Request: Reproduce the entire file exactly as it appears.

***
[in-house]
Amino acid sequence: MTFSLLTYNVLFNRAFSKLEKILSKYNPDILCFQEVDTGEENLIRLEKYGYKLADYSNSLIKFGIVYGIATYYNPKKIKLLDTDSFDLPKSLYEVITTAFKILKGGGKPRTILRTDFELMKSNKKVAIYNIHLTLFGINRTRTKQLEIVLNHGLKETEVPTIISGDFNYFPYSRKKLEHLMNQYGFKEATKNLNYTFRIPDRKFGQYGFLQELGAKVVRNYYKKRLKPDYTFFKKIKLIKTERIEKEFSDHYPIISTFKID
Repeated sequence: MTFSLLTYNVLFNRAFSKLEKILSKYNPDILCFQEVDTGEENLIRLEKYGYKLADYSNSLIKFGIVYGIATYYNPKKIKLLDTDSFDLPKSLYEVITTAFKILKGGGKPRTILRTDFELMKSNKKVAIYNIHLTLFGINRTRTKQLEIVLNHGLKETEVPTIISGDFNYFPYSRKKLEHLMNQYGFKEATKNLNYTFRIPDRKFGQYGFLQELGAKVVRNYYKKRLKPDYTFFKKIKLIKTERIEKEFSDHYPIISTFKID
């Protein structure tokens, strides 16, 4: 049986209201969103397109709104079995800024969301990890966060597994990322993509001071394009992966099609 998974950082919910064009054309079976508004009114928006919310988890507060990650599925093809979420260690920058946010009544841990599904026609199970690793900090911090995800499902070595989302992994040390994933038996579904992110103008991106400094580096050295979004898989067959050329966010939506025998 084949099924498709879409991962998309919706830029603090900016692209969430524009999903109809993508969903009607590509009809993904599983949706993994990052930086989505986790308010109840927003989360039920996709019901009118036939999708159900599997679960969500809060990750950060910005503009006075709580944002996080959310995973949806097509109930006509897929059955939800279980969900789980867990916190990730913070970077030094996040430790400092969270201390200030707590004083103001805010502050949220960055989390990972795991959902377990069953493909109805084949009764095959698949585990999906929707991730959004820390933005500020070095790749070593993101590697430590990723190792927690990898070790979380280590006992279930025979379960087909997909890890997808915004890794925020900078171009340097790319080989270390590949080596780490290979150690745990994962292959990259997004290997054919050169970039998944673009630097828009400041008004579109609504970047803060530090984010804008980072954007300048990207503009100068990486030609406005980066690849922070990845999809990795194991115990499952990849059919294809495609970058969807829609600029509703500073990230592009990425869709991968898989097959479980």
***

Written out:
[in-house]
Amino acid sequence: MTFSLLTYNVLFNRAFSKLEKILSKYNPDILCFQEVDTGEENLIRLEKYGYKLADYSNSLIKFGIVYGIATYYNPKKIKLLDTDSFDLPKSLYEVITTAFKILKGGGKPRTILRTDFELMKSNKKVAIYNIHLTLFGINRTRTKQLEIVLNHGLKETEVPTIISGDFNYFPYSRKKLEHLMNQYGFKEATKNLNYTFRIPDRKFGQYGFLQELGAKVVRNYYKKRLKPDYTFFKKIKLIKTERIEKEFSDHYPIISTFKID
Repeated sequence: MTFSLLTYNVLFNRAFSKLEKILSKYNPDILCFQEVDTGEENLIRLEKYGYKLADYSNSLIKFGIVYGIATYYNPKKIKLLDTDSFDLPKSLYEVITTAFKILKGGGKPRTILRTDFELMKSNKKVAIYNIHLTLFGINRTRTKQLEIVLNHGLKETEVPTIISGDFNYFPYSRKKLEHLMNQYGFKEATKNLNYTFRIPDRKFGQYGFLQELGAKVVRNYYKKRLKPDYTFFKKIKLIKTERIEKEFSDHYPIISTFKID
């Protein structure tokens, strides 16, 4: 049986209201969103397109709104079995800024969301990890966060597994990322993509001071394009992966099609 998974950082919910064009054309079976508004009114928006919310988890507060990650599925093809979420260690920058946010009544841990599904026609199970690793900090911090995800499902070595989302992994040390994933038996579904992110103008991106400094580096050295979004898989067959050329966010939506025998 084949099924498709879409991962998309919706830029603090900016692209969430524009999903109809993508969903009607590509009809993904599983949706993994990052930086989505986790308010109840927003989360039920996709019901009118036939999708159900599997679960969500809060990750950060910005503009006075709580944002996080959310995973949806097509109930006509897929059955939800279980969900789980867990916190990730913070970077030094996040430790400092969270201390200030707590004083103001805010502050949220960055989390990972795991959902377990069953493909109805084949009764095959698949585990999906929707991730959004820390933005500020070095790749070593993101590697430590990723190792927690990898070790979380280590006992279930025979379960087909997909890890997808915004890794925020900078171009340097790319080989270390590949080596780490290979150690745990994962292959990259997004290997054919050169970039998944673009630097828009400041008004579109609504970047803060530090984010804008980072954007300048990207503009100068990486030609406005980066690849922070990845999809990795194991115990499952990849059919294809495609970058969807829609600029509703500073990230592009990425869709991968898989097959479980």